Interview Mistake #2: Trash Talking Colleagues
Complaining about co-workers, an immature and dangerous temptation. Advice from my interview experience at Amazon, Facebook, and Bezos Academy.
This is the second post in my "Interview Mistake" series. The first post can be found here.
Me: “So I see you’ve been at XYZ company for about 6 months now. Why are you thinking about leaving?”
Candidate: “Oh, because my boss is an idiot. This guy has no idea what he’s doing.”
Literally insulting past co-workers is too immature for most candidates. More often, candidates might put a spotlight on others failures.
Me: “How did you decide which project was more important?”
Candidate: “My leadership didn't know how to prioritize. They could never decide what was important. They changed their minds every few days.
Other candidates try to raise themselves up by putting others down.
Me: "And what role did you play on that task?"
Candidate: "Honesty, I played all the roles. My co-workers rely heavily on me because I'm by far the best engineer. They don't have the strongest development skills. They'd be lost without me.
What Are You Saying To Your Interviewer When You Complain?
The person interviewing you doesn’t know your current and past co-workers. When you say “my boss”, they picture your future boss at their company. When you say “my peer”, they’re picturing the nice woman on your future team. It’s human nature to imagine the familiar.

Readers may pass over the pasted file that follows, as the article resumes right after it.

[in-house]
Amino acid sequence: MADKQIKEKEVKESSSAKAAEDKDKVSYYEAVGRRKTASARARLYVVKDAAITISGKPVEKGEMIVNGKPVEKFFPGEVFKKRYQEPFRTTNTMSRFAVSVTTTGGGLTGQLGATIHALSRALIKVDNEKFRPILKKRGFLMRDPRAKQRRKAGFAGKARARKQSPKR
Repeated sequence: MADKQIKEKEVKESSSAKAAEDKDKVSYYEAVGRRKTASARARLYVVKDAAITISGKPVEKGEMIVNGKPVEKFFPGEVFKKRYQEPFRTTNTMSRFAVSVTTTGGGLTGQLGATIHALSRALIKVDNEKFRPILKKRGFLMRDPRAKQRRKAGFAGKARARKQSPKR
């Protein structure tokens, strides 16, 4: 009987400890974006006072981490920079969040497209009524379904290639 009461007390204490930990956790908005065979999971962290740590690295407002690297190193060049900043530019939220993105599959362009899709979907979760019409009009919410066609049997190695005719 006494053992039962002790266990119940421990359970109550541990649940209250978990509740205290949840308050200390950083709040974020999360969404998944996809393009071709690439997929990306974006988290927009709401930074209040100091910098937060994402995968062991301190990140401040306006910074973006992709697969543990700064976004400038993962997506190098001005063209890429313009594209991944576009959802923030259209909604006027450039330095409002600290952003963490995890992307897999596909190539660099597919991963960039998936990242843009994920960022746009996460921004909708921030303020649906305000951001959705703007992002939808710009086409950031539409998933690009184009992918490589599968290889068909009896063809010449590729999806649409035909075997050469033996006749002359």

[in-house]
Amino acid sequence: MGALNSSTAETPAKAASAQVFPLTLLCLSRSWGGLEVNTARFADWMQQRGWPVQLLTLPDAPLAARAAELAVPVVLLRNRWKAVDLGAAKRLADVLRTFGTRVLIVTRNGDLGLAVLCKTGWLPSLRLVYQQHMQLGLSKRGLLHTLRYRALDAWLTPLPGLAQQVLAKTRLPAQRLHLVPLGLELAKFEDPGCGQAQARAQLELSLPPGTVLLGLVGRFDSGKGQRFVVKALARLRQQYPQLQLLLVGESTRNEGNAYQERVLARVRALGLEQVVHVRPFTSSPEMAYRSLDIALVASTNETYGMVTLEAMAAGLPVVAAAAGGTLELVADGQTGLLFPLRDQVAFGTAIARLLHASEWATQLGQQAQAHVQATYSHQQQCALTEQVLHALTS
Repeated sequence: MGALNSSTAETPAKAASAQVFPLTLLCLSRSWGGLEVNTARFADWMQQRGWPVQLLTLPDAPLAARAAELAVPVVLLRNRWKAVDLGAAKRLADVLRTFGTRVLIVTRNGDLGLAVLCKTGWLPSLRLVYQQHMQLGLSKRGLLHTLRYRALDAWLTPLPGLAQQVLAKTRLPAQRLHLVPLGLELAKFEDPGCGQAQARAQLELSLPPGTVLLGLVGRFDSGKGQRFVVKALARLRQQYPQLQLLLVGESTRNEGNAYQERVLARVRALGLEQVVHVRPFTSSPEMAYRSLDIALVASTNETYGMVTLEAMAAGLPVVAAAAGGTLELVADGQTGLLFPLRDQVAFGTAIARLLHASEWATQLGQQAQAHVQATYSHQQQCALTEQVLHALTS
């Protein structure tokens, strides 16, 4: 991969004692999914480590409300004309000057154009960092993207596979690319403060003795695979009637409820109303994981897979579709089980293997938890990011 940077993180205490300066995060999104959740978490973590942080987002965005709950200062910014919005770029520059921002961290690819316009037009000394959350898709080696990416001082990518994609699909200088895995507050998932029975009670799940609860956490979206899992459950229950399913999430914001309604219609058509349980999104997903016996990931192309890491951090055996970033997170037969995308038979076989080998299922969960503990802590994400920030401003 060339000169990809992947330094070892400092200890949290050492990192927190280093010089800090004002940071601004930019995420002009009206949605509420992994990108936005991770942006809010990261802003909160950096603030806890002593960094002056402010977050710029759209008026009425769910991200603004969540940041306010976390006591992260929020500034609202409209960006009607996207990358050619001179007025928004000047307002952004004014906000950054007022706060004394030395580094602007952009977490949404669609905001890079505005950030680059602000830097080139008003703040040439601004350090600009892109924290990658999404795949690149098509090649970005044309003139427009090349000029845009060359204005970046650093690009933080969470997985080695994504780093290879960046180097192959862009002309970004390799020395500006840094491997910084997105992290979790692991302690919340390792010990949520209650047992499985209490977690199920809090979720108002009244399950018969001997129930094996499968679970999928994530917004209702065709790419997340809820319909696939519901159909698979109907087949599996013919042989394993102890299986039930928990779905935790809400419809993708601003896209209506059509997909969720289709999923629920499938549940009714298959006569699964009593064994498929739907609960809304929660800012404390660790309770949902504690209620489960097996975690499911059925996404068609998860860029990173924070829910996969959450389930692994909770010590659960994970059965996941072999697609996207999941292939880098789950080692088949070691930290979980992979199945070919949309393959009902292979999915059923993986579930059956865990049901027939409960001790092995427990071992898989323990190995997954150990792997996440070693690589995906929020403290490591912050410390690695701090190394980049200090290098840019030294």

Now put yourselves in the shoes of a hiring manager. Are you more likely to want to hire someone if they say that they love their boss and strive to make them successful? Or perhaps if they say that their boss is an idiot?
Are you personally more excited to work with someone who might say nice things about you, or someone who might complain behind your back?
You have biases about your current team, but your future manager has their own biases about who you might be. If you complain about your current boss, your future boss will assume you'll continue to do the same. If you complain about your current team members, there's no reason to believe that you'll stop in your new role.
What Should You Do Instead?
At all times speak well regarding past co-workers competence.
Your past co-workers are not interviewing for this role. You are not competing with them. There is absolutely no advantage in making them look bad.
You do not look smarter by insisting your past co-workers were less smart. You can only look smart if you explain things clearly, have great examples, and have technically accurate explanations.
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